Canker sores are small mouth ulcers that occur in otherwise healthy individuals. They form repeatedly in an affected person’s life, on average, every 2 to 4 months. They are benign, meaning that they are not a major health concern and they are not contagious. Canker sores occur underneath the tongue, on the inside of the cheeks and the soft palate (back roof of the mouth).
Although they are not a major health threat when they appear, they can cause problems as they may get infected, cause major discomfort and cause trouble while talking and eating. That is why they should be treated as soon as possible. Remedies for canker sores aren’t complicated or expensive – in fact, there are natural remedies available which are scientifically proven to be effective. Find out more here about natural remedies for canker sores at Authority Reports, which provides factual analysis on these products.
What Causes Canker Sores?
The causes of canker sores are quite complex. Scientific research has been unable to implicate one specific cause, but rather has found that multiple factors influence the appearance and severity of a canker sore. The causes also vary from person to person. Some of the main contributing factors are:
- Physical trauma to the mouth
- An infection caused by a virus
- A food allergy
Research has determined that canker sores are facilitated by a T cell immune response. Basically, this means that whatever cause is responsible activates a white blood cell in the area and causes it to secrete a number of compounds that activate other white blood cells and a whole area of inflammation is developed. This is the canker sore.
The mouth is an organ that is exposed to quite a number of things that can activate these T cells and cause inflammation. There are also a few factors that can increase the chance of a canker sore forming because they have other indirect biological effects.
Risk Factors For Canker Sores
Certain circumstances increase the risk of forming a canker sore. One of them is a change in the hormone cycle, which occurs far more often and more prominently in females. This is because hormones, especially estrogen and progesterone have an effect on immune cells. Stress can also predispose a person to get a canker sore through various and complex mechanisms.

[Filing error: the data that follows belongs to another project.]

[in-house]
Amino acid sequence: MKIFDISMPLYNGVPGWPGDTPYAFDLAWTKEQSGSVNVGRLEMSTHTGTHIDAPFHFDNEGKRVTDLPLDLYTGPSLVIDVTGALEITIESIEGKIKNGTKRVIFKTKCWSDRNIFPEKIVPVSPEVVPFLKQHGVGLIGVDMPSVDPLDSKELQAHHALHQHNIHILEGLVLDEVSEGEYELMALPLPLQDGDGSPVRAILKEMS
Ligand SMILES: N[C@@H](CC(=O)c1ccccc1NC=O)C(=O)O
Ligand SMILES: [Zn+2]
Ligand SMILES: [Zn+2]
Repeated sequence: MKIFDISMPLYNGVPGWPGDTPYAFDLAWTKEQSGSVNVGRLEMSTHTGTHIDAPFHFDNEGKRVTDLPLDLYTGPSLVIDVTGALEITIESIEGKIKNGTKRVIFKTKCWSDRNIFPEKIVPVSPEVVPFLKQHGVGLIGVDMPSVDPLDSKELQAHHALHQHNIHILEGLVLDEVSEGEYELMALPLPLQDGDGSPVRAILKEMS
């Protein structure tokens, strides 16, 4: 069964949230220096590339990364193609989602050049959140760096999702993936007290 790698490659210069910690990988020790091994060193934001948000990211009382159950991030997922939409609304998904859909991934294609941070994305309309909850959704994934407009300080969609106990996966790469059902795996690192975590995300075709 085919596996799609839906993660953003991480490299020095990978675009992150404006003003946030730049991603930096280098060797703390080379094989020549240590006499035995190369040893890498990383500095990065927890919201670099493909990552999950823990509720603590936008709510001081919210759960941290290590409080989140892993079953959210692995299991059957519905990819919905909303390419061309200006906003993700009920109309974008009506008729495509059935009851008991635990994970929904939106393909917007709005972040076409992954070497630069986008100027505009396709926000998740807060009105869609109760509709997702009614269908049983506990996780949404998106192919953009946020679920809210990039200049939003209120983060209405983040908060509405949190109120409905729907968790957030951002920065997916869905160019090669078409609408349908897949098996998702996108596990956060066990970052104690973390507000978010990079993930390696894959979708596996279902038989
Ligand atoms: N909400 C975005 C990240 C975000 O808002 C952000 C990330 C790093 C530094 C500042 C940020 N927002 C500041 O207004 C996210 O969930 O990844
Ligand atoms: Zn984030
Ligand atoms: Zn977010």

Unfortunately, for some people, there is a genetic link to increasing the likelihood of developing canker sores. This is because a person’s genetics strongly controls how their immune cells respond to certain patterns.
A more controllable factor is a vitamin and mineral deficiency. Some vitamins and minerals like vitamin B3, B9 and B12, iron, zinc and calcium deficiencies can contribute because they have roles in keeping the skin in the mouth healthy and strong, which decreases the chance of one of the causing factors getting through and creating a problem.
What Canker Sores Aren’t
There are a few other conditions that look like canker sores. One of the conditions most commonly confused with canker sores is a cold sore or fever blister. These areas of inflammation are usually filled with pus and actually occur more outside the mouth. They are caused by a virus (herpes simplex virus) and are highly contagious, unlike canker sores. They can also flare up in times of stress and exhaustion. It’s important to be able to tell the two apart because they should be treated quite differently.
There are a number of other infectious organisms that can cause ulcers in the mouth, so it’s important to watch out for these other signs:
- Extensive pain even when taking pain medication
- An unusually large or spreading sore
- Fever: Canker sores should never cause a fever. A fever is a sign of infection, so a doctor should be consulted when it is present
Prevention Of Canker Sores
You can reduce your chance of developing a canker sore by taking sufficient vitamins and minerals like those mentioned above. Another way is to try and control your levels of stress, possibly by using relaxation techniques like yoga and meditation. Affected people should also try avoiding any foods that trigger the development of a canker sore.
Most importantly is good oral hygiene but people should be careful not to brush too hard on the sensitive areas of their mouth because that can cause a canker sore.
With the right preparation and remedies when they do flare up, canker sores can easily be managed and not have any effect on your quality of life at all.